Two Statistical Problems in the Princeton Project on the European Fertility Transition
John C. Brown
Clark University - Department of Economics
Timothy W. Guinnane
Yale University - Department of Economics; CESifo (Center for Economic Studies and Ifo Institute for Economic Research)
Yale University Economic Growth Center Discussion Paper No. 869
The Princeton Project on the Decline of Fertility in Europe
(or European Fertility Project, hereafter EFP) was carried out
at Princeton University's Office of Population Research in the
1960s and 1970s. This project aimed to characterize the
decline of fertility that took place in Europe during the
nineteenth and early twentieth centuries. The project's
summary statements argued that social and economic forces
played little role in bringing about the fertility transition.
The statement stresses instead a process of innovation and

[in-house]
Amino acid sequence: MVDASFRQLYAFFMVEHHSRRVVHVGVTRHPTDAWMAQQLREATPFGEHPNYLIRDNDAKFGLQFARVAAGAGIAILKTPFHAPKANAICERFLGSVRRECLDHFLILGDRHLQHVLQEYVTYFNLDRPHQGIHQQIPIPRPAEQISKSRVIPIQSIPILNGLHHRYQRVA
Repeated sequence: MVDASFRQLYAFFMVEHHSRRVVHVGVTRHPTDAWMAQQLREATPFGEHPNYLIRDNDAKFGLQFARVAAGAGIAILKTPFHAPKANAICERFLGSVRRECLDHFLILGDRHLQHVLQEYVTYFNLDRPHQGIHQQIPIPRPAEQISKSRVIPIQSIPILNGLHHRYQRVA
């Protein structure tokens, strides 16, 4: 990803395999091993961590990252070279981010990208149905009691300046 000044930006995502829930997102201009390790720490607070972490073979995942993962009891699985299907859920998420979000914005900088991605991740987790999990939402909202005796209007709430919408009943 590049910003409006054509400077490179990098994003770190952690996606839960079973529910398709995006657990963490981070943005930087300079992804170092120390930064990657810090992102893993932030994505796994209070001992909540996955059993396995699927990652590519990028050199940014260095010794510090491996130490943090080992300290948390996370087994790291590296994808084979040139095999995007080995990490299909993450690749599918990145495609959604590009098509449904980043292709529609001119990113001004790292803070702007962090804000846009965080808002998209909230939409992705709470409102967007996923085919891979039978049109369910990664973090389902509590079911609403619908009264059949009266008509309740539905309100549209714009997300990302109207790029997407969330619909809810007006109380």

diffusion. A central feature of the EFP argument is a series
of statistical exercises that purport to show that changes in
economic and social conditions exerted little influence on
fertility. Two recent papers on Germany for this period have
used similar data and methods to draw different conclusions.
These findings echo those of researchers working in other
contexts, who increasingly find that economic and social
factors play a strong role in fertility. We show that one
reason for the new findings is some general statistical
problems in the Princeton methodology. These are reason
to temper acceptance of the Princeton project's larger message.
Number of Pages in PDF File: 34
Keywords: fertility transition
JEL Classification: J13, N33, O15working papers series
Date posted: September 18, 2003
© 2013 Social Science Electronic Publishing, Inc. All Rights Reserved.
This page was processed by apollo1 in 0.391 seconds